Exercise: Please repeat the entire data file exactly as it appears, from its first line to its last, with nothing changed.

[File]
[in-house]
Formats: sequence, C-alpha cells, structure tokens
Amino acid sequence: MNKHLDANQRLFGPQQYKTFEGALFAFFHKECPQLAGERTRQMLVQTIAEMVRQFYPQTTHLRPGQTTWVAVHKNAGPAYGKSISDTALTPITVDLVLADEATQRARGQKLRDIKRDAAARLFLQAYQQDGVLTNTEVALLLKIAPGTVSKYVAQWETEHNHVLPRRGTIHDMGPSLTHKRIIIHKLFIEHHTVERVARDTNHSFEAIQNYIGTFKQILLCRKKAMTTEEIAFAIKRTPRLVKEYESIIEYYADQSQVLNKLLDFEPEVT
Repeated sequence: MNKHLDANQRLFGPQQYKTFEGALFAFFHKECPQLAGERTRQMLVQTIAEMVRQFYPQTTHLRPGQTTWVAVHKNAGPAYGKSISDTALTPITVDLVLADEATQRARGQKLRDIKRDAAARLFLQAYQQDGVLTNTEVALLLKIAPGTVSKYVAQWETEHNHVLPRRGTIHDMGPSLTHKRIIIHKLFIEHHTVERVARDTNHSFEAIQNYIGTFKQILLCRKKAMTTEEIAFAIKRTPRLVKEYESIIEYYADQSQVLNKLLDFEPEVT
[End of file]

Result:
[in-house]
Formats: sequence, C-alpha cells, structure tokens
Amino acid sequence: MNKHLDANQRLFGPQQYKTFEGALFAFFHKECPQLAGERTRQMLVQTIAEMVRQFYPQTTHLRPGQTTWVAVHKNAGPAYGKSISDTALTPITVDLVLADEATQRARGQKLRDIKRDAAARLFLQAYQQDGVLTNTEVALLLKIAPGTVSKYVAQWETEHNHVLPRRGTIHDMGPSLTHKRIIIHKLFIEHHTVERVARDTNHSFEAIQNYIGTFKQILLCRKKAMTTEEIAFAIKRTPRLVKEYESIIEYYADQSQVLNKLLDFEPEVT
Repeated sequence: MNKHLDANQRLFGPQQYKTFEGALFAFFHKECPQLAGERTRQMLVQTIAEMVRQFYPQTTHLRPGQTTWVAVHKNAGPAYGKSISDTALTPITVDLVLADEATQRARGQKLRDIKRDAAARLFLQAYQQDGVLTNTEVALLLKIAPGTVSKYVAQWETEHNHVLPRRGTIHDMGPSLTHKRIIIHKLFIEHHTVERVARDTNHSFEAIQNYIGTFKQILLCRKKAMTTEEIAFAIKRTPRLVKEYESIIEYYADQSQVLNKLLDFEPEVT